Healthy Sautéed Asparagus, Video, with Garlic and Red Onion—It's What's for Lunch!
We are going a bit stir crazy here so we decided to do a Facebook Live video after my family wanted asparagus for lunch.
It’s critical to nourish your body with plenty of alkalizing veggies right now. Asparagus is a high alkaline food, and it’s also immune-boosting and anti-inflammatory, so it checks all the boxes!
Start by cutting off woody ends, but don’t throw them away. They’re great pureed and put in broths, chili and gravies. The fiber is phenomenal. Either cook and puree the ends before freezing, or just freeze and prepare them another time.
It’s a good idea to wash veggies that have crevices, like asparagus, cauliflower, brussels sprouts, broccoli. Bugs, parasites and even bacteria can hide in there—organic or not.
I use about 10 drops of grapeseed oil in a bowl of water and soak them for a few minutes. It’s a natural anti-microbial and natural cleanser. Just make sure to get it from a reputable source, from places like Whole Foods or Natural Grocers.
Your body needs a healthy pH right now. Veggies help, so eat 3-5 servings per day. If you don’t get enough veggies, your body has a hard time stabilizing your pH. When your body has a stable pH, it’s hard for things like viruses to take hold. Click here to see how you can test your own pH level at home!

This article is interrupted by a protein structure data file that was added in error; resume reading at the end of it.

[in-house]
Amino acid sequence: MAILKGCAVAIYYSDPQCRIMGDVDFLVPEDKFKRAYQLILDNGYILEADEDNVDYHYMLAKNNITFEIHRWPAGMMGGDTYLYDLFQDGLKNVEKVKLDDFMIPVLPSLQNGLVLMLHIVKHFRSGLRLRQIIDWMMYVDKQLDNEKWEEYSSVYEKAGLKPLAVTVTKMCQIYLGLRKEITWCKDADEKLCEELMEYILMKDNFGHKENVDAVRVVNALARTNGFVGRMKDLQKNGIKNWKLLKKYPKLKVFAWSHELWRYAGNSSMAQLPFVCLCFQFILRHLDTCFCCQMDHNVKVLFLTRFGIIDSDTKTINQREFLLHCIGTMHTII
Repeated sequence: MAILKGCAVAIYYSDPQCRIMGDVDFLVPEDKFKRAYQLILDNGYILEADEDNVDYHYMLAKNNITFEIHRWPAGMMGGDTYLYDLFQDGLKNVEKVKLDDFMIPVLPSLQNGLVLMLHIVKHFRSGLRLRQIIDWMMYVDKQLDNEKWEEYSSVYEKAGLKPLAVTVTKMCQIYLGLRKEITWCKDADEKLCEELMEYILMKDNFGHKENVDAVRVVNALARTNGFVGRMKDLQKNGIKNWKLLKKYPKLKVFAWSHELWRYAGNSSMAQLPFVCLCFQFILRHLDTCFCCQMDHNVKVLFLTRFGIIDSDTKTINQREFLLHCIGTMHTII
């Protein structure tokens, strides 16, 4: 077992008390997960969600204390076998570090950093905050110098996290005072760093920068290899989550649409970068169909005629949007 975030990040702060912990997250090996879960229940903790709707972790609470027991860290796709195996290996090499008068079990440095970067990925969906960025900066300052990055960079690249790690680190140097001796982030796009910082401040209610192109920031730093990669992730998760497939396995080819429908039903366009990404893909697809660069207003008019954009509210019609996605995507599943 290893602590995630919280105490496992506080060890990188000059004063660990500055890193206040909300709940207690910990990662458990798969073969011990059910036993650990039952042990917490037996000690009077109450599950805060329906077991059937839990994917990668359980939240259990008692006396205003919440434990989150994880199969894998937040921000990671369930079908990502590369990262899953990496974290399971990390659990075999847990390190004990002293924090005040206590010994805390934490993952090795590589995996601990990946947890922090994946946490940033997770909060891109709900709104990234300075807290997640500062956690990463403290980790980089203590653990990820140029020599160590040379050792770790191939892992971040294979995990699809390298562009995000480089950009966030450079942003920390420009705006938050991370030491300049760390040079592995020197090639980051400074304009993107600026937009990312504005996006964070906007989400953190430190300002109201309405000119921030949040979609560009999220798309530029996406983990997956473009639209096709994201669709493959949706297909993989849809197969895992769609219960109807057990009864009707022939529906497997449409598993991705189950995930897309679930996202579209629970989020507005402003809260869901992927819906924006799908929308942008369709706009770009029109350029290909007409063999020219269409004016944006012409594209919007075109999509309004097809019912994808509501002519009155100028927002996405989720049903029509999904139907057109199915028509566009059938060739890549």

You can cook these the Phase 2 way with some vegetable broth or the Phase 3 way with oil. I’m using grapeseed oil. First dice up some red onion and a handful of garlic cloves, traumatizing the garlic a bit before chopping it up to release its healthful compounds.
I find red onion helps to balance out the bitterness of cruciferous vegetables like asparagus. Toss your onion and garlic in a pan with a drizzle of grapeseed oil and saute.
Browning the garlic and onions a bit before adding the asparagus really amps up the flavor. Then add the asparagus, with the heat on medium. Cover for a bit, then come back with tongs and turn them gently.
When they start to soften, uncover and crank up the heat to brown them slightly. But don’t overcook or over-stir. I hate smooshy vegetables, especially asparagus, green beans and brussels sprouts!
Interestingly, my husband was not a fan of veggies when we met, but now he loves them, and even does a great job cooking them!
When they’re almost done, add your spices. This way, they don’t cook away. Especially important if you’re investing in quality seasonings and salt that contains nourishing zinc, copper and selenium. We love using Celtic Salt—the toasted sesame one with garlic—and Simply Organic’s Grind to a Salt.
My son Eiland asked me the other day if I had any idea that my new “Cooking for a Fast Metabolism” book would launch during a time when we’re all locked up tight in our homes. And while I had no way of knowing that would ever happen, it was perfectly timed to come out during a time when we all need to get in the kitchen and cook more for our health.
This cookbook features over 100 recipes and features some unique and delicious options like homemade dairy-free cheese, dressings, BBQ sauce. What makes it unique is that it even has kitchen hacks and a cheat sheet to show how to easily morph them to fit any phase!
Today I wanted to empower you all and help you feel comfortable in your kitchen. Remember to eat your veggies!
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